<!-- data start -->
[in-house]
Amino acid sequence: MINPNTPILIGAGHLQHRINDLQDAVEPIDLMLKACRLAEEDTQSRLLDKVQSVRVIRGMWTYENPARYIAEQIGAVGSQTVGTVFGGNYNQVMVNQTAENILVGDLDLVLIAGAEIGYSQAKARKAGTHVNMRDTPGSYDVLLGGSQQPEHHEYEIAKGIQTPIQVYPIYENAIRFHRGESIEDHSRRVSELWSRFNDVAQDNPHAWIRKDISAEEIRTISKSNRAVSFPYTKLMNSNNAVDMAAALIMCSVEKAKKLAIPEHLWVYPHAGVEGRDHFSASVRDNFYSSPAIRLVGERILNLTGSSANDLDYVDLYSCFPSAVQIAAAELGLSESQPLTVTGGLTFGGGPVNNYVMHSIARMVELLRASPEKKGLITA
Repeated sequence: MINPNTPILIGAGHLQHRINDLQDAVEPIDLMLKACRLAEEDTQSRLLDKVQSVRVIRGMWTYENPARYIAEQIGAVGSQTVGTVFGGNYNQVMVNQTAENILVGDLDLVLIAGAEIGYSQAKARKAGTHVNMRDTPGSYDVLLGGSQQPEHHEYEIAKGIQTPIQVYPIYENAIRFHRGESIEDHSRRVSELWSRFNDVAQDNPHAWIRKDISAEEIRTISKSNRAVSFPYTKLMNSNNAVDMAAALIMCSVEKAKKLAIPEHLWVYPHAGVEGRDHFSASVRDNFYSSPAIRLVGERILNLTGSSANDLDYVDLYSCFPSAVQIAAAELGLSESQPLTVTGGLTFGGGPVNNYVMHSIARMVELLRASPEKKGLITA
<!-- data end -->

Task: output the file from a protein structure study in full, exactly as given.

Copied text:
[in-house]
Amino acid sequence: MINPNTPILIGAGHLQHRINDLQDAVEPIDLMLKACRLAEEDTQSRLLDKVQSVRVIRGMWTYENPARYIAEQIGAVGSQTVGTVFGGNYNQVMVNQTAENILVGDLDLVLIAGAEIGYSQAKARKAGTHVNMRDTPGSYDVLLGGSQQPEHHEYEIAKGIQTPIQVYPIYENAIRFHRGESIEDHSRRVSELWSRFNDVAQDNPHAWIRKDISAEEIRTISKSNRAVSFPYTKLMNSNNAVDMAAALIMCSVEKAKKLAIPEHLWVYPHAGVEGRDHFSASVRDNFYSSPAIRLVGERILNLTGSSANDLDYVDLYSCFPSAVQIAAAELGLSESQPLTVTGGLTFGGGPVNNYVMHSIARMVELLRASPEKKGLITA
Repeated sequence: MINPNTPILIGAGHLQHRINDLQDAVEPIDLMLKACRLAEEDTQSRLLDKVQSVRVIRGMWTYENPARYIAEQIGAVGSQTVGTVFGGNYNQVMVNQTAENILVGDLDLVLIAGAEIGYSQAKARKAGTHVNMRDTPGSYDVLLGGSQQPEHHEYEIAKGIQTPIQVYPIYENAIRFHRGESIEDHSRRVSELWSRFNDVAQDNPHAWIRKDISAEEIRTISKSNRAVSFPYTKLMNSNNAVDMAAALIMCSVEKAKKLAIPEHLWVYPHAGVEGRDHFSASVRDNFYSSPAIRLVGERILNLTGSSANDLDYVDLYSCFPSAVQIAAAELGLSESQPLTVTGGLTFGGGPVNNYVMHSIARMVELLRASPEKKGLITA